Moreover, until recently, the commonly available phosphorescent phosphors, such as sulfide phosphorescent phosphors, were capable of emitting a visible afterglow that lasted only from about 30 minutes to about 2 hours and their use required repeated exposure to a light stimulus in order for the afterglow to be sustained for practical time period. Such sulfide phosphorescent phosphors include CaS:Bi (which emits violet blue light), CaStS:Bi (which emits blue light), ZnS:Cu (which emits green light) and ZnCdS:Cu (which emits yellow or orange light). Because of the short afterglow duration of these phosphors, there were concerns about diminishing the luminescence and afterglow time by adding laser energy absorbing fillers to polymer compositions containing these phosphorescent phosphors.

Recently, however, a new group of phosphorescent phosphors that both absorb and emit light in the visible spectrum has become available (see U.S. Pat. No. 5,424,006). These phosphors comprise a matrix expressed by MAl2 O4 (where M is a metal such as calcium, strontium, or barium) doped with at least one other element, such as europium, ytterbium, dysprosium, thulium, erbium, or the like, to form a phosphorescent phosphor (e.g., SrAl2 O4 :Eu). These phosphors have a crystalline structure and they are highly chemically stable metal oxides. The new phosphors have an afterglow that is three to more than twelve times brighter than that of the comparable sulfide based phosphorescent phosphors at 10 minutes after stimulation, and 17 to more than 37 times brighter at 100 minutes after stimulation. Moreover, the afterglow of these phosphors is still visibly apparent 15 to 24 hours after stimulation. The suggested uses for these phosphorescent phosphors include phosphorescent articles such as signs, luminous inks, toys, directional markers, and backlighting for liquid-crystal items such as clocks, electrical appliance switches, key hole indicators, and the like, but there is no suggestion that plastic articles containing these or similar phosphorescent phosphors may be suitable for laser marking.

Another group of phosphorescent phosphors containing neodymium and ytterbium ions has also been recently described. These phosphors absorb light in the visible spectrum and emit light in the infrared spectrum (see U.S. Pat. No. 5,220,166) and reportedly can be incorporated into plastic materials during manufacture, into paints used as coatings, or into ink compositions for printing. The infrared light emitted by the phosphor is detected by a photodetector device, such as a bar code reader, credit card/bank card reader, and the like. However, there is no suggestion that indicia can be laser marked on such phosphorescent plastics.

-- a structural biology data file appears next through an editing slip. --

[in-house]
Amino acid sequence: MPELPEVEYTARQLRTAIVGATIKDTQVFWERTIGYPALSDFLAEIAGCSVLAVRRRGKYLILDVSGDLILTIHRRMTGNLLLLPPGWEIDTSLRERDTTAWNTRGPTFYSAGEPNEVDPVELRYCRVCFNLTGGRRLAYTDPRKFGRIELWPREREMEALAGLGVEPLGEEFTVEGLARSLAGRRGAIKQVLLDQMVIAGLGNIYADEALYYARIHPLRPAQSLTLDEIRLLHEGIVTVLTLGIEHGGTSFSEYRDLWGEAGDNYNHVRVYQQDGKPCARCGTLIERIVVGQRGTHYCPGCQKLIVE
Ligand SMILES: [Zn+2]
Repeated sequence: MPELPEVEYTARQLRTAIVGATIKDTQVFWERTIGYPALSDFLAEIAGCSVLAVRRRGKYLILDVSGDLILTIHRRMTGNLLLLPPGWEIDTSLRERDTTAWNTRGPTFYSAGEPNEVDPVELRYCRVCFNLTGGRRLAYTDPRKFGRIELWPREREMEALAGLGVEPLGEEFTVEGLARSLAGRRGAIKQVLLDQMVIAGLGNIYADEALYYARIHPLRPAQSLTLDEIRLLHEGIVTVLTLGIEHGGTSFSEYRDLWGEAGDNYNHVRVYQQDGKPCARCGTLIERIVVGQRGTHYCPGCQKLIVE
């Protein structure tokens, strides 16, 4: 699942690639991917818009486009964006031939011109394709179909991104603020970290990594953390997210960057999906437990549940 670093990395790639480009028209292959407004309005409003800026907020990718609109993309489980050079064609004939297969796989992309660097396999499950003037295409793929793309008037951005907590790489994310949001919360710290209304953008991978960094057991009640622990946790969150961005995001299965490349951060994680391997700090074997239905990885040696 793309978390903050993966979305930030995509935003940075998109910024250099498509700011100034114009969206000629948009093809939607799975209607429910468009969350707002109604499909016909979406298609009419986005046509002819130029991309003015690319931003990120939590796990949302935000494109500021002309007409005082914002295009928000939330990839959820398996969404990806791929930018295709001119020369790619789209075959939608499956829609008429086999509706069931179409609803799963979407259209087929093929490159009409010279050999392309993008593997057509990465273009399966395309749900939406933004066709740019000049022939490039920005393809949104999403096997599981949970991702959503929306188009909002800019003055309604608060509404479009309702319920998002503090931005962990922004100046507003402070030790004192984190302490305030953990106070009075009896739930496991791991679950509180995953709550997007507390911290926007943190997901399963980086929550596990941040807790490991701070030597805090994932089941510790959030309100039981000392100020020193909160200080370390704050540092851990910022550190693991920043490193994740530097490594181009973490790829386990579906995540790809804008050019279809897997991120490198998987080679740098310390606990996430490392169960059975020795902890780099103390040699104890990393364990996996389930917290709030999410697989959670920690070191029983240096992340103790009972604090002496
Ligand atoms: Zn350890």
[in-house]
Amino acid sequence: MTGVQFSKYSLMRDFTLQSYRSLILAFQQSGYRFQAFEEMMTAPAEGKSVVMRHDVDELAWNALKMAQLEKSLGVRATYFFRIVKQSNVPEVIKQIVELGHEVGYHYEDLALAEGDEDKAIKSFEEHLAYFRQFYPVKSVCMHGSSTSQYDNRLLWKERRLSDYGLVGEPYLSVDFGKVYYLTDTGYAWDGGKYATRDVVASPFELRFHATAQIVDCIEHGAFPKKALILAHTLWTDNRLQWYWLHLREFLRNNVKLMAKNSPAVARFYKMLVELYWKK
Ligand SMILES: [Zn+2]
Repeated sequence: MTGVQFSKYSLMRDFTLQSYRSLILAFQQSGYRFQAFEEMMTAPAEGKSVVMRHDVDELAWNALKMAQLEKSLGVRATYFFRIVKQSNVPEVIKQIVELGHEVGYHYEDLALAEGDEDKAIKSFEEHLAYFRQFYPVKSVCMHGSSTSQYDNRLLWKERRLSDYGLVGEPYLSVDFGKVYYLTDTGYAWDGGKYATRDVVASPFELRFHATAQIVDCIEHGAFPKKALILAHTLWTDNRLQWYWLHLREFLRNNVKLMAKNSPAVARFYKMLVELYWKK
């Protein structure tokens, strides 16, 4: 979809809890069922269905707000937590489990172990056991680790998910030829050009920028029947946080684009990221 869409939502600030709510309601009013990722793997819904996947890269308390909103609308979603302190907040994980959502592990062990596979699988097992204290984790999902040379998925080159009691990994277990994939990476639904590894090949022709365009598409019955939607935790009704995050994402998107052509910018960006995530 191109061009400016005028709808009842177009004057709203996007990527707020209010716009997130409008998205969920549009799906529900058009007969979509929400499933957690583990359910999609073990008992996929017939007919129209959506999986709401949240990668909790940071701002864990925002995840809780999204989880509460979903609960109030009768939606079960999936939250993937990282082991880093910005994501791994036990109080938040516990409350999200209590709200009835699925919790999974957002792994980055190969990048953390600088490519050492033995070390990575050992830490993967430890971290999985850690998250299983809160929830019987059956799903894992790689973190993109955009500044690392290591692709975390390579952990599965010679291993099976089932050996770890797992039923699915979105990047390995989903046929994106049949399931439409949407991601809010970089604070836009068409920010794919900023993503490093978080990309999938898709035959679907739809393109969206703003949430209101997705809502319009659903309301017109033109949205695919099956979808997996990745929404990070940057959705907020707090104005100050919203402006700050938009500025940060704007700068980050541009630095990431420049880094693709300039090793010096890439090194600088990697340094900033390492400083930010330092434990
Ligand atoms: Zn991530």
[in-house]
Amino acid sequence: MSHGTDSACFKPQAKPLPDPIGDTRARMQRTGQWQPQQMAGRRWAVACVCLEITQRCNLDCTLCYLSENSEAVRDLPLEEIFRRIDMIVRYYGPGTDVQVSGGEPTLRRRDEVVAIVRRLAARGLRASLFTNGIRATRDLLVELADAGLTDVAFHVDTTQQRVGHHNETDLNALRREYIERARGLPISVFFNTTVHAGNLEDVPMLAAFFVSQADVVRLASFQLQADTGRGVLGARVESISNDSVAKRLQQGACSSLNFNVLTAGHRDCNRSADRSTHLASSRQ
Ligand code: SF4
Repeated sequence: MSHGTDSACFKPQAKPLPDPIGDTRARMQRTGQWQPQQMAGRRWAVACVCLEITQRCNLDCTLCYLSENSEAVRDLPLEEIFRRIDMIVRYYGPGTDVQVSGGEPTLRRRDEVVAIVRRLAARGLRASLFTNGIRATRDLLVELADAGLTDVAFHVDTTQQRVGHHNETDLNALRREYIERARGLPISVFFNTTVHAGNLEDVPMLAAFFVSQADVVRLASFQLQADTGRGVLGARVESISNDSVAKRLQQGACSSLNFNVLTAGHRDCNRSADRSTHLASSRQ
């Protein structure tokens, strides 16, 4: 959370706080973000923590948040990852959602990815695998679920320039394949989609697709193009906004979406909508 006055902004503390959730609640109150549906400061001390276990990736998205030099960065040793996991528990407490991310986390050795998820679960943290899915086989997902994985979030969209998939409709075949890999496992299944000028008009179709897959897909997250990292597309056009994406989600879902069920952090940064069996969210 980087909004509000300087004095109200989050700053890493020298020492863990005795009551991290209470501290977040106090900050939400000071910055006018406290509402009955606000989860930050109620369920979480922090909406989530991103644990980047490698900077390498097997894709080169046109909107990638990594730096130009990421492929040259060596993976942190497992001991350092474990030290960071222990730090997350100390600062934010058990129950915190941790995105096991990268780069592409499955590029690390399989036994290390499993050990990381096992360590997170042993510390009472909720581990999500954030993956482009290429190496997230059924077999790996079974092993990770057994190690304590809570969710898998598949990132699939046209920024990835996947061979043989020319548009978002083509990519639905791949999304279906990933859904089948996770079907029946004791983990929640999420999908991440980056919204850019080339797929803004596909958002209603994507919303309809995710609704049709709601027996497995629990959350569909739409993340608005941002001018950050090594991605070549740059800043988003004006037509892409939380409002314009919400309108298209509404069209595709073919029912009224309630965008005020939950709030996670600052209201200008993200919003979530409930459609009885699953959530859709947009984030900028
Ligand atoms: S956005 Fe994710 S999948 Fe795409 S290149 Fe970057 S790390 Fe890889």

SUMMARY OF THE INVENTION

It has been unexpectedly discovered that phosphorescent plastic articles comprising polymer compositions that also contain laser energy absorbing additives, with or without the addition of inert fillers, pigments and/or other additives, can be laser marked and, contrary to conventional expectations, the addition of these laser energy absorbing additives, fillers and/or pigments, and the like, in the concentrations according to the invention, does not interfere with the resulting phosphorescence of the article. Molded, extruded or formed plastic articles containing laser energy absorbing additives and phosphorescent phosphor pigments that emit light in the visible wavelength range can be laser marked to provide permanent informational and other indicia that are visible with high contrast in light environments and are also visible in the dark with high contrast against a phosphorescent plastic background. Any thermoplastic or thermosetting resin that is conventionally used in producing plastic articles suitable for laser marking may be used in the composition of the invention to produce a laser-markable phosphorescent plastic article.

In particular, it has been discovered that laser energy absorbing additives, such as mica-based additives, carbon black, titanium dioxide, barium sulfate, talc, china clay, and mixtures of these, can be added to the phosphorescent phosphor pigment-containing polymer compositions in a concentration of about 0.001% to about 1% by weight, depending on the additive selected, to provide laser-markable phosphorescent plastic articles without interfering with the phosphorescence of the article. All weight percentages are herein expressed as the weight percentage of the additive in the final plastic part.

It has also been discovered that phosphorescent plastic articles comprising polymers that are known to readily absorb laser energy without the addition of a laser energy absorbing additive, such as polyvinyl chloride, polyethylene terephthalate, acrylonitrile butadiene styrene (ABS), and the like, are laser markable when they contain about 1% to about 50% by weight of a phosphorescent phosphor pigment.